Why homes become and remain empty
As part of our annual survey, we gather information from EHOs on why homes became empty and why they remain empty. EHOs provide this in relation to their active caseload where known.
2021/22 saw a change in the breakdown of reasons for homes becoming empty, as death of the previous owner ceased to be the most common reason mentioned in our survey.
In 2020/21 this was cited in almost 30% of cases, with three further reasons (property brought with intention of renovating/owner moved to alternative accommodation prior to selling/rental property tenancy ended) accounting for between 18% and 20% each.
In 2021/22, the reasons were more evenly split:
• Owner moved to alternative accommodation without/prior to selling: 24.89%
• Rental property tenancy ended: 23.13%
• Death of the previous owner: 22.98%
• Property brought with intention of renovating: 17.40%
This may to some extent be linked to the pandemic, with the increase in people moving without selling, or rental tenancies ending being a result of the lifting of restrictions on moves that affected many people during 2020/21. The fall in people buying properties to renovate may also reflect people being reluctant to take on renovation projects with the rising cost of materials.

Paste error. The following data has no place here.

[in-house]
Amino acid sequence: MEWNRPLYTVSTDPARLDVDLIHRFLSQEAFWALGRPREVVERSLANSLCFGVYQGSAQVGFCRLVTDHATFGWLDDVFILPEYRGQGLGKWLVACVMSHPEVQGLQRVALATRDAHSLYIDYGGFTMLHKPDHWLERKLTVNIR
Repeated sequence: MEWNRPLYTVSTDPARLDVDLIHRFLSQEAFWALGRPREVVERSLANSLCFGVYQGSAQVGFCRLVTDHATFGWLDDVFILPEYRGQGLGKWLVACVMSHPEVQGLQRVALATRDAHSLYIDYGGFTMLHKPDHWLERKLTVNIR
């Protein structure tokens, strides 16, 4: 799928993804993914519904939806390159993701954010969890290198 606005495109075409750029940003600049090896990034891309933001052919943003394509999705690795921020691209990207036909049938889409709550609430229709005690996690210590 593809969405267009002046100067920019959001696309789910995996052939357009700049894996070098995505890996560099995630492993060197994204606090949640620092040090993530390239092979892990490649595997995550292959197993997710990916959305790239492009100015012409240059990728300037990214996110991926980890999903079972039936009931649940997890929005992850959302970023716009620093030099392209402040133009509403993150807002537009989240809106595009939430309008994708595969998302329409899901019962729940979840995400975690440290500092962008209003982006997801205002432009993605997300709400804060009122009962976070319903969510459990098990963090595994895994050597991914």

The two main reasons for homes remaining empty were difficulty locating or engaging with owners (25.85%) and repairs ongoing (19.79%).
In 2020/21 difficulty locating or engaging owners was cited in almost 21% of cases, while difficulty establishing ownership was cited in a further 10.61% of cases. The latter category accounted for only 2.84% of cases this year. This may reflect the increased use of genealogy services to establish next of kin in cases where owners are deceased. However, the rise in cases where owners cannot be located or will not engage indicates that knowing who should own the property will not in itself bring the property back to use.
Added to this, the proportion of homes remaining empty where a property has been inherited but no action has been taken by the owner or where a grant of confirmation is yet to be issued, together account for more than 13% of active cases. The extent to which owners or next of kin are interested in taking active steps to return the property to use is unknown.
Some owners of inherited properties may want to return the property to use but be unaware of options for doing this or unable to afford repairs and renovations needed. Others may have no interest and simply see the property as an inconvenience that they are happy to ignore and see as someone else’s problem.
While the percentage of cases with repairs ongoing increased from 16.12% last year, cases where repairs had stalled due to financial reasons fell to 6.12% this year (from 16.12% in 2020/21). This is encouraging to see and perhaps indicates how exercising discretion on applying the council tax levy, where home owners are working to bring a property back to use, can help owners by freeing up money to complete repairs.